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Saturday 21 April 2018

Tomorrow's Dublin Bus strike could be called off if company agrees pay rise above 8.25pc, unions say

The picket line at the Broadstone Depot. Photo: Philip Fitzpatrick/Collins
The picket line at the Broadstone Depot. Photo: Philip Fitzpatrick/Collins

Anne-Marie Walsh

Dublin Bus unions have indicated they may call off tomorrow’s strike if the company agrees in principle to give a pay rise above 8.25pc.

The National Bus and Railworkers Union gave the indication as talks are set to begin this afternoon to end the disruptive dispute as 13 more days of strikes are planned.

SIPTU's key negotiator, Owen Reidy, said that it would "have a decision to make" on tomorrow and Wednesday's industrial action if it got a sense from the company that it was prepared to go beyond the pay rise that was rejected.

Officials at the Workplace Relations Commission will be racing against the clock to reach an agreement that will prompt unions to call off industrial action.

There is a very short window for talks as they begin at 2pm, while services are due to stop at 9pm ahead of tomorrow’s strike.

The General Secretary of the National Bus and Railworkers Union suggested that industrial action could be called off if the company gives a commitment on a pay rise above 8.25pc.

Unions have rejected a 8.25pc pay rise over three years, which was recommended by the Labour Court. It would be worth 2.75pc a year.

“We on the trade union side feel we’ve given reasonability from the start of this dispute, the purpose being to explain to the public what this dispute is about,” said Mr O'Leary.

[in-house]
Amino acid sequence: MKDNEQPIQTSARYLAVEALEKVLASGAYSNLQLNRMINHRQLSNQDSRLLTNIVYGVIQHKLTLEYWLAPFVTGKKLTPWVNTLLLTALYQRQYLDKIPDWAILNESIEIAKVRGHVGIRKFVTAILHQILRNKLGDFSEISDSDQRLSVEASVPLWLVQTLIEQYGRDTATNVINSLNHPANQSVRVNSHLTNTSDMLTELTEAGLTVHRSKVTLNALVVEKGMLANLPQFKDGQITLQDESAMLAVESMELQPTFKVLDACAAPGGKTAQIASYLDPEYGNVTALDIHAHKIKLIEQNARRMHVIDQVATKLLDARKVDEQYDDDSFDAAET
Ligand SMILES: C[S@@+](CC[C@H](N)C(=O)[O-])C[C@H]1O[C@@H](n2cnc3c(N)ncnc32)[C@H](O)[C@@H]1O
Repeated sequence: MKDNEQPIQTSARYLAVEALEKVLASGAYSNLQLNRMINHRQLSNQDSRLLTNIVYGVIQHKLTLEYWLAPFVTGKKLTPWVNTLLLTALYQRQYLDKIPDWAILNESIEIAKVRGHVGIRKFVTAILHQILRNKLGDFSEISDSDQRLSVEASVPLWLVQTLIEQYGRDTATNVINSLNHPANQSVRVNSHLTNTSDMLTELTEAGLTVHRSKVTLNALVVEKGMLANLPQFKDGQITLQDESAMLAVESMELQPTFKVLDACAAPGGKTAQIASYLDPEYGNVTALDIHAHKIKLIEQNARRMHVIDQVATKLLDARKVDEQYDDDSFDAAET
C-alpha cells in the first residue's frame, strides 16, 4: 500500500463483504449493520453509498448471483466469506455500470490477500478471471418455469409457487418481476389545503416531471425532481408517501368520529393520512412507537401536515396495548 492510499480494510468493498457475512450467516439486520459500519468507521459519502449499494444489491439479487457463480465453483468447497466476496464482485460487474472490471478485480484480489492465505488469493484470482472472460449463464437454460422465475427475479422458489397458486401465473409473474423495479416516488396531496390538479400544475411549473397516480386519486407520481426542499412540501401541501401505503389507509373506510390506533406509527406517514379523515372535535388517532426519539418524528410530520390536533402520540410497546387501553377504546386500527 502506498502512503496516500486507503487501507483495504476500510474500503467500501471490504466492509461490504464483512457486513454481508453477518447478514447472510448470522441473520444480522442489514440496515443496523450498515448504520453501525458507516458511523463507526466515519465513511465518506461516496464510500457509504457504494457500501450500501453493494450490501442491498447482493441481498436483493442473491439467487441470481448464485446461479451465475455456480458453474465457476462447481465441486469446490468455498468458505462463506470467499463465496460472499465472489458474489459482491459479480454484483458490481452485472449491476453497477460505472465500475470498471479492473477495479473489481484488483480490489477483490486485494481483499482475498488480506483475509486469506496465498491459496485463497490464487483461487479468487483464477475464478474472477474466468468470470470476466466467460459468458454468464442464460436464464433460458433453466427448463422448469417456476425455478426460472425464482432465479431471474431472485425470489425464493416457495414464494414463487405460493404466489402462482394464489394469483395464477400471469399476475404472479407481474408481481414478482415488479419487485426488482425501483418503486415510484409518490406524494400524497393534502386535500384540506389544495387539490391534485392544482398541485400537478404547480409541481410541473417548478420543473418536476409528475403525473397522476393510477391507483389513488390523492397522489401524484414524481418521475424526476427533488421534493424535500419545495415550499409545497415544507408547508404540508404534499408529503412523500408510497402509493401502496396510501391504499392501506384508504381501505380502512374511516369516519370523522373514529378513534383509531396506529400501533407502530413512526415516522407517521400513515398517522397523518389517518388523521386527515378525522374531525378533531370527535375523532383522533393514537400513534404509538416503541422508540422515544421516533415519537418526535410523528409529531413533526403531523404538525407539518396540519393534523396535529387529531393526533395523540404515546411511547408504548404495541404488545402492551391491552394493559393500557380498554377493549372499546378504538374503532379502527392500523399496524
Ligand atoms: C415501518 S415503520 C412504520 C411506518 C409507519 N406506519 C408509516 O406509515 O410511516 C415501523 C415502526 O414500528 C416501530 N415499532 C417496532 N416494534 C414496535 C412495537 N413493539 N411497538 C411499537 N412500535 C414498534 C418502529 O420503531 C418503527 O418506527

“The public can make up their minds if this dispute is fair or not. We will bring that reasonability into the discussions today.

“If the company reciprocate with reasonability by acknowledging or recognising that the settlement of this dispute will be beyond the terms of the rejected Labour Court recommendation, then we on the union side have a decision to make at least in relation to industrial action on Tuesday and Wednesday, and we will not be found wanting.”

Dublin Bus said all parties have been invited into exploratory talks without preconditions at the Workplace Relations Commission. “Dublin Bus will be attending and will not be making any further comment at this time,” it said in a statement.


Arriving at last minute talks to end the row, over a pay rise, Mr Reidy said suspending strikes can only be considered at this afternoon's meeting in the Workplace Relations Commission if there is 'space for engagement'.

"We don't want to mislead anybody, least of all the travelling public who've suffered six days of stoppages and there are many more planned, but hopefully we won't have to go there."

Nbru General Secretary Dermot O'Leary said "everyone knows to settle this dispute,  the company will have to go beyond what was recommended by the Labour Court".

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